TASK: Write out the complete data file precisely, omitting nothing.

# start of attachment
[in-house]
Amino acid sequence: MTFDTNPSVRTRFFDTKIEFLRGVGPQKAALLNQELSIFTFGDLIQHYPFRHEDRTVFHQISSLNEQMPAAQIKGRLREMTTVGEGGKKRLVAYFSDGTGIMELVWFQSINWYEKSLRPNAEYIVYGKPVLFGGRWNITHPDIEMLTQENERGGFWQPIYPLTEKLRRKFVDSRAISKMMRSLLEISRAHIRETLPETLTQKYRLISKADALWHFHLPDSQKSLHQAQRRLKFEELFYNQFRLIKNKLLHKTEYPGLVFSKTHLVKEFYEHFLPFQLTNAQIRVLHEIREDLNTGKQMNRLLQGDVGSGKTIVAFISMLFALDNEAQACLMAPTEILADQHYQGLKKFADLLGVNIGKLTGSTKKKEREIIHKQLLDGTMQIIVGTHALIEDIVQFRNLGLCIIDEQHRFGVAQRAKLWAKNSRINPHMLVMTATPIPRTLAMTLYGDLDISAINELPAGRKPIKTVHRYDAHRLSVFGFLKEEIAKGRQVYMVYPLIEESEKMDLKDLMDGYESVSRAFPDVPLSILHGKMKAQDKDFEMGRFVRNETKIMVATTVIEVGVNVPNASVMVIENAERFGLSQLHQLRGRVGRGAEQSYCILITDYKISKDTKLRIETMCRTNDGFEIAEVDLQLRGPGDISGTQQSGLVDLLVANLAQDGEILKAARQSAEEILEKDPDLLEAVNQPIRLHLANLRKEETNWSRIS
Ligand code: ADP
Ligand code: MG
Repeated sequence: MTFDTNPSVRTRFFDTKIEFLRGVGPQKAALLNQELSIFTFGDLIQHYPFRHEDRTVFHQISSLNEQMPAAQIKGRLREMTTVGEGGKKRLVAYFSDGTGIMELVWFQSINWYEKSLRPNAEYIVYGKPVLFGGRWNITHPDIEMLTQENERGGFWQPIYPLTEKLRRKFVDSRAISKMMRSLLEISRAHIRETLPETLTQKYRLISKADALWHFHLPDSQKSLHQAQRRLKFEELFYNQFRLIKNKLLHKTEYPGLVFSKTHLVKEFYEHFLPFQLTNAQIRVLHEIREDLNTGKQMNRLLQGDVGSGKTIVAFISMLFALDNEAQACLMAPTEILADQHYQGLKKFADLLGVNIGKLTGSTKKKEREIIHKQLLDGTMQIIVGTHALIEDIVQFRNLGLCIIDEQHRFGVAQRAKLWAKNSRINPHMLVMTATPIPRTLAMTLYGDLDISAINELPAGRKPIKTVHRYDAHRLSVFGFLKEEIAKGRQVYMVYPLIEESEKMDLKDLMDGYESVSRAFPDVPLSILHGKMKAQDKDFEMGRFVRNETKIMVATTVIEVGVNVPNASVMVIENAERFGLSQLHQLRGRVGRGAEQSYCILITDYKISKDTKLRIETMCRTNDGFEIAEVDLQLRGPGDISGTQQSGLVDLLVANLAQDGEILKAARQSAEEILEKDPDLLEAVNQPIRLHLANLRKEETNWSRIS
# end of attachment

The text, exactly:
[in-house]
Amino acid sequence: MTFDTNPSVRTRFFDTKIEFLRGVGPQKAALLNQELSIFTFGDLIQHYPFRHEDRTVFHQISSLNEQMPAAQIKGRLREMTTVGEGGKKRLVAYFSDGTGIMELVWFQSINWYEKSLRPNAEYIVYGKPVLFGGRWNITHPDIEMLTQENERGGFWQPIYPLTEKLRRKFVDSRAISKMMRSLLEISRAHIRETLPETLTQKYRLISKADALWHFHLPDSQKSLHQAQRRLKFEELFYNQFRLIKNKLLHKTEYPGLVFSKTHLVKEFYEHFLPFQLTNAQIRVLHEIREDLNTGKQMNRLLQGDVGSGKTIVAFISMLFALDNEAQACLMAPTEILADQHYQGLKKFADLLGVNIGKLTGSTKKKEREIIHKQLLDGTMQIIVGTHALIEDIVQFRNLGLCIIDEQHRFGVAQRAKLWAKNSRINPHMLVMTATPIPRTLAMTLYGDLDISAINELPAGRKPIKTVHRYDAHRLSVFGFLKEEIAKGRQVYMVYPLIEESEKMDLKDLMDGYESVSRAFPDVPLSILHGKMKAQDKDFEMGRFVRNETKIMVATTVIEVGVNVPNASVMVIENAERFGLSQLHQLRGRVGRGAEQSYCILITDYKISKDTKLRIETMCRTNDGFEIAEVDLQLRGPGDISGTQQSGLVDLLVANLAQDGEILKAARQSAEEILEKDPDLLEAVNQPIRLHLANLRKEETNWSRIS
Ligand code: ADP
Ligand code: MG
Repeated sequence: MTFDTNPSVRTRFFDTKIEFLRGVGPQKAALLNQELSIFTFGDLIQHYPFRHEDRTVFHQISSLNEQMPAAQIKGRLREMTTVGEGGKKRLVAYFSDGTGIMELVWFQSINWYEKSLRPNAEYIVYGKPVLFGGRWNITHPDIEMLTQENERGGFWQPIYPLTEKLRRKFVDSRAISKMMRSLLEISRAHIRETLPETLTQKYRLISKADALWHFHLPDSQKSLHQAQRRLKFEELFYNQFRLIKNKLLHKTEYPGLVFSKTHLVKEFYEHFLPFQLTNAQIRVLHEIREDLNTGKQMNRLLQGDVGSGKTIVAFISMLFALDNEAQACLMAPTEILADQHYQGLKKFADLLGVNIGKLTGSTKKKEREIIHKQLLDGTMQIIVGTHALIEDIVQFRNLGLCIIDEQHRFGVAQRAKLWAKNSRINPHMLVMTATPIPRTLAMTLYGDLDISAINELPAGRKPIKTVHRYDAHRLSVFGFLKEEIAKGRQVYMVYPLIEESEKMDLKDLMDGYESVSRAFPDVPLSILHGKMKAQDKDFEMGRFVRNETKIMVATTVIEVGVNVPNASVMVIENAERFGLSQLHQLRGRVGRGAEQSYCILITDYKISKDTKLRIETMCRTNDGFEIAEVDLQLRGPGDISGTQQSGLVDLLVANLAQDGEILKAARQSAEEILEKDPDLLEAVNQPIRLHLANLRKEETNWSRIS